where Uk = overall heat transfer coefficient of the thermal storage wall including glazing, given by Eq. (6.50) (W/m2-°C).

For the case of the zero thermal capacitance collector storage wall, an energy balance gives

where U0 = overall heat transfer coefficient from the outer wall surface through the glazing to the ambient, without night insulation (W/m2-°C). Solving Eq. (11.76) for Tw gives

Substituting Tw from Eq. (11.77) to Eq. (11.75) gives

UkAw

This equation can be integrated over a month to give QD by assuming that (Ta) and Ta are constant and equal to their mean monthly values (Ta) and Ta:

Uo | |

(UA) |
+ 1 |

lUk |

where Itc is the critical radiation level, which makes QD equal to 0, given by

It should be noted that the summation in Eq. (11.79) is the same as the summation in daily utilizability !>, given by Eq. (11.30); therefore, Eq. (11.79) becomes

The solar fractions corresponding to the limits of performance of the collector storage wall systems, given by Eqs. (11.73) and (11.74), are

z Lm + Lw J' Uo + Uk where X is the solar-load ratio given by

Two parameters are then required: the storage capacity of the building, Sb, and of the storage wall, Sw. The building storage capacity for a month is given by (Monsen et al., 1982):

where

Cb = effective building storage capacitance (J/°C).

ATb = allowable temperature swing, the difference between the high and low thermostat settings (°C).

The storage capacity of the wall for the month is given by (Monsen et al., 1982): Sw = cpA p(ATw )N (11.86)

where cp = heat capacity of the wall (J/kg-°C). p = density of the wall (kg/m3). 6 = thickness of the wall (m).

ATw = one half of the difference of the monthly average temperatures of the outside and the inside surfaces of the wall (°C).

The heat transfer through the wall into the heated space, Qg, given in terms of at„„ is

Solving Eq. (11.87) in terms of ATW and substituting into Eq. (11.86), pc„62Qg

w 2kAt

A dimensionless parameter called the storage-dump ratio needs to be specified. It is defined as the ratio of a weighted storage capacity of the building and wall to the energy that would be dumped by a building having zero capacitance, given by (Monsen et al., 1982):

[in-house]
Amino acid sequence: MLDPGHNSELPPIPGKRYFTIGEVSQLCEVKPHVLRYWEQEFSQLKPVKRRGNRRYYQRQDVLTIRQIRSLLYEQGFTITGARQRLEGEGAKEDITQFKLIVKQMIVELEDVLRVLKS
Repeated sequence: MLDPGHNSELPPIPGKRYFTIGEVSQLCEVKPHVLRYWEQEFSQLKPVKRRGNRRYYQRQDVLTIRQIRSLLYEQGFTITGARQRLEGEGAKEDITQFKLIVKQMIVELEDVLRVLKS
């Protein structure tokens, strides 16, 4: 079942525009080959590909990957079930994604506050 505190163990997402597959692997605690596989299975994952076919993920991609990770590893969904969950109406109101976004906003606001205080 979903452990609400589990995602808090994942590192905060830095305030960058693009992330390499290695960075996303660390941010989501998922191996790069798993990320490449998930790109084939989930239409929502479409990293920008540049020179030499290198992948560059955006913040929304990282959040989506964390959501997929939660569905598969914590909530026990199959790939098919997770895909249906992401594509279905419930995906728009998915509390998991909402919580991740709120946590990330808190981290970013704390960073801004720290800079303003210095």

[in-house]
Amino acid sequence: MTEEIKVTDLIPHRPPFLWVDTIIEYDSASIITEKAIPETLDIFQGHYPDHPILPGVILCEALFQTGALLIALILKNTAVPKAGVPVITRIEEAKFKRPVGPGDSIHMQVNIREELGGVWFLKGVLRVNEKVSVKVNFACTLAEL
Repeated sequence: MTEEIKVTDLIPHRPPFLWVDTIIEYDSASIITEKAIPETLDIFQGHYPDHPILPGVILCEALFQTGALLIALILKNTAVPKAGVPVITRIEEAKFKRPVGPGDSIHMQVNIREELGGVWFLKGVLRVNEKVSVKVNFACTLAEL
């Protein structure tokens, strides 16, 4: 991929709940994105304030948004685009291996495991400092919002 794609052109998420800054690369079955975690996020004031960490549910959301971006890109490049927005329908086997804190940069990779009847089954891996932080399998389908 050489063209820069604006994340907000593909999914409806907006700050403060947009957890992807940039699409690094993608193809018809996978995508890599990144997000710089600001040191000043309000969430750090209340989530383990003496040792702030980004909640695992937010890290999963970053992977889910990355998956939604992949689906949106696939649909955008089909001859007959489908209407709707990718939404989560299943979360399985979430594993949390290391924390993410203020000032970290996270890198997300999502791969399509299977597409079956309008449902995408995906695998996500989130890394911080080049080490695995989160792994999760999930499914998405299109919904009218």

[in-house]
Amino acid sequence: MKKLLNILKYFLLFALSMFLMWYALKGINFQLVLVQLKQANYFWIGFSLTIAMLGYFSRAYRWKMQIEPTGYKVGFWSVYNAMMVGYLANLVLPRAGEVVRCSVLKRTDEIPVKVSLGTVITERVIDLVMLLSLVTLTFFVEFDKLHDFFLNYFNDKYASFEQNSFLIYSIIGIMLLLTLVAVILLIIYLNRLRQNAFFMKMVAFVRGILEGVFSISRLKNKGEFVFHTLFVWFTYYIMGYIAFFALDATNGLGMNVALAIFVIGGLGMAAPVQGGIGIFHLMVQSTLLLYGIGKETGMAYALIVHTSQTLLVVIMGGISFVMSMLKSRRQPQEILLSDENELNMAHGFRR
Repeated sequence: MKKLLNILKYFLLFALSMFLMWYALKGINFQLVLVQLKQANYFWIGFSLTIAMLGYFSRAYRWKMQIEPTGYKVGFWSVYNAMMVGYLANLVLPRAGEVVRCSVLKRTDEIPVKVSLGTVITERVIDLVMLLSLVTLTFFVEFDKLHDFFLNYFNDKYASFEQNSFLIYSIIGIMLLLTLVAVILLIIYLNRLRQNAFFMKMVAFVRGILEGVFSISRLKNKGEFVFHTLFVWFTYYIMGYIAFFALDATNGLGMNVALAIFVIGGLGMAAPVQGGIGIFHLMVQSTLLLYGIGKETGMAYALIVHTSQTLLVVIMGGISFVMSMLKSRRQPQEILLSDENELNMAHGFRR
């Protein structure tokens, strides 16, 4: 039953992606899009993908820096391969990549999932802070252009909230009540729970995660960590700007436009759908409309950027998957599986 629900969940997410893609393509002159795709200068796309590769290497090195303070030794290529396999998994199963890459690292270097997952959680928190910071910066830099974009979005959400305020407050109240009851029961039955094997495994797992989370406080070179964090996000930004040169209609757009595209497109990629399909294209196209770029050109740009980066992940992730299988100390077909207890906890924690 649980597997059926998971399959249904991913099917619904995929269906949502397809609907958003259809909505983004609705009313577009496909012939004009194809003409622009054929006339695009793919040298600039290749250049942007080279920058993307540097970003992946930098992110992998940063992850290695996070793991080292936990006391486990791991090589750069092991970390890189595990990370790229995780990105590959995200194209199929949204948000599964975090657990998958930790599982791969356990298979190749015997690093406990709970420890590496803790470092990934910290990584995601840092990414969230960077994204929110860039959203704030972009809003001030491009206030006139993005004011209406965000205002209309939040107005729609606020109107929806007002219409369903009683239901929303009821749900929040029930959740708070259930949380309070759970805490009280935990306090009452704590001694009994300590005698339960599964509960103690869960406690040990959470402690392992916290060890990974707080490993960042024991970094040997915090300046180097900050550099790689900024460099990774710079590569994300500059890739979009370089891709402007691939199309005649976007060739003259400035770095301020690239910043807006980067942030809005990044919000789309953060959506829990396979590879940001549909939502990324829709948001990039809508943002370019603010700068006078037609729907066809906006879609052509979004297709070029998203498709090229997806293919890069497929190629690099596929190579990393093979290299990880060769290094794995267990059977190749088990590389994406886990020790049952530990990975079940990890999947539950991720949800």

The solar fraction here is given by f = 1 - rQ^usr (11.90)

A correlation of the solar fraction, f, was developed from simulations as a function of fi and Y (Monsen et al., 1982):

f = min{Pf. + 0.88(1 - P)[1 - exp(-1.26f,)],1} (11.91a)

where

It should be noted that here the X dimensionless parameter is not used in the correlation for the solar fraction. The auxiliary energy required for a month is given by

The monthly auxiliary energy requirements are then added to obtain the annual auxiliary energy needs of the building.

The steps to follow to estimate the annual performance of the collector storage wall are:

1. Estimate the absorbed solar radiation for each month.

2. Estimate the loads Lm and Lw from Eqs. (6.45) and (6.46), respectively, by taking into account internal heat generation, if it exists.

3. Estimate the heat gain across the collector storage wall, Qg, using Eq. (6.52).

4. Estimate daily utilizability and the energy dump that would occur in a zero capacitance system, QD, from Eq. (11.81).

5. Estimatef, Sb, and Sw from Eqs. (11.82), (11.85), and (11.88), respectively.

7. Finally, estimate the monthly fraction, f, and auxiliary energy, Qaux.